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General Assembly Adopts Resolution on Srebrenica Genocide, Designates International Day of Reflection

Aleksandar Vučić, President of the Republic of Serbia, attends the General Assembly meeting on the culture of peace.| UN Photo/Evan Schneider
Aleksandar Vučić, President of the Republic of Serbia, attends the General Assembly meeting on the culture of peace.| UN Photo/Evan Schneider

By: ATN News

United Nations: The United Nations General Assembly has adopted a resolution designating July 11 as the “International Day of Reflection and Commemoration of the 1995 Genocide in Srebrenica,” a move that has stirred significant debate and dissent among member states. The resolution, aimed at commemorating the massacre of over 8,000 Bosnian Muslims by Bosnian Serb forces, was passed with 84 votes in favor, 19 against, and 68 abstentions.

The resolution, documented as A/78/L.67/Rev.1, condemns the denial of the Srebrenica genocide and actions that glorify individuals convicted of war crimes. It also requests the Secretary-General to initiate an outreach program titled “The Srebrenica Genocide and the United Nations,” preparing for activities marking the 30th anniversary in 2025.

Divergent Views on the Resolution

Germany, the primary sponsor of the resolution, emphasized the importance of acknowledging historical truths to prevent future atrocities. The German representative, introducing the draft, asserted that the resolution was not targeted at any specific nation but rather at the perpetrators of the genocide. She urged the Assembly to consider the message that would be sent to future generations by failing to commemorate the victims.

Serbia’s President, Aleksandar Vučić, vehemently opposed the resolution, describing it as highly politicized. He argued that individual accountability for the genocide had already been established through legal processes and that the resolution would not foster reconciliation in the Balkans. Vučić further criticized the resolution for exacerbating regional tensions and failing to acknowledge the broader historical context, including atrocities against Serbs during the World Wars.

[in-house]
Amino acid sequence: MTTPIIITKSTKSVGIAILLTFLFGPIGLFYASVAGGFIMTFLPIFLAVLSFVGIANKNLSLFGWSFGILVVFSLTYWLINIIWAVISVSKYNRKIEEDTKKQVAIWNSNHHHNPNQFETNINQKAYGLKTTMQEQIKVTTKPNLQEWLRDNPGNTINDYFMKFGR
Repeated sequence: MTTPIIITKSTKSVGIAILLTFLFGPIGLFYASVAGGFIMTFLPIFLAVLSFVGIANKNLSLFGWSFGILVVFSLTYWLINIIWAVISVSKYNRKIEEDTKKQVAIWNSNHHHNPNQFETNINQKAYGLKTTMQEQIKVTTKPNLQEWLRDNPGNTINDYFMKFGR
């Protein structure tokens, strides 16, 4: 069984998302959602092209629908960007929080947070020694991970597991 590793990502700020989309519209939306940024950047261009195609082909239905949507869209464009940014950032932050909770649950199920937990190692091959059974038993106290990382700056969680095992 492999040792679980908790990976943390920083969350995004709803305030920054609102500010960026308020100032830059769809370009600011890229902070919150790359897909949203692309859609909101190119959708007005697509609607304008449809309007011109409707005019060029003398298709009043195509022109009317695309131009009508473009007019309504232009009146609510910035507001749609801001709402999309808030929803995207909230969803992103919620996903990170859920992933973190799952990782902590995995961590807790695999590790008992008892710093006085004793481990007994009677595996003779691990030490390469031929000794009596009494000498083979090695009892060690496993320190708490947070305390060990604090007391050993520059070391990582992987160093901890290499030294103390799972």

China also voted against the resolution, citing its potential to deepen divisions in Bosnia and Herzegovina. The Chinese delegate called for a more inclusive approach to fostering reconciliation in the region.

Abstentions and Concerns Over Politicization

Several countries, including Namibia, the United Arab Emirates, and Brazil, abstained from voting, expressing concerns about the resolution’s timing and the perceived politicization of the drafting process. Namibia’s representative highlighted the need for a comprehensive and honest discussion about genocide globally, while the UAE noted the fragile peace in the Balkans and the potential destabilizing impact of the resolution.

Critics also included Cuba and Egypt, which objected to the resolution’s negotiation process and the selective application of international law. They argued that geopolitical ambitions should not undermine regional security and sovereignty.

Support and Parallel Drawings

Despite the controversies, some countries voiced strong support for the resolution. Iran and Indonesia drew parallels between the Srebrenica genocide and ongoing conflicts, such as in Palestine. They emphasized the international community’s responsibility to learn from past genocides to prevent current and future atrocities.

Montenegro, a co-sponsor of the resolution, highlighted its efforts to ensure the resolution emphasized individual accountability rather than labeling entire communities as genocidal.

Post-Vote Reactions

Following the vote, President Vučić reiterated his opposition, pointing out that the resolution did not achieve unanimous support, thereby questioning its legitimacy. He thanked those who voted against the resolution and expressed concern over its divisive nature.

Russia also condemned the resolution, accusing its sponsors of exploiting the Assembly to further political agendas and undermine the Dayton Agreement, which ended the Bosnian War.

The adoption of the resolution marks a significant moment in the UN’s efforts to address historical genocides. However, the deep divisions it has exposed underscore the challenges of achieving consensus on sensitive issues of historical memory and justice. As the international community moves forward, the debate over the Srebrenica genocide resolution highlights the ongoing struggle to balance commemoration with reconciliation.


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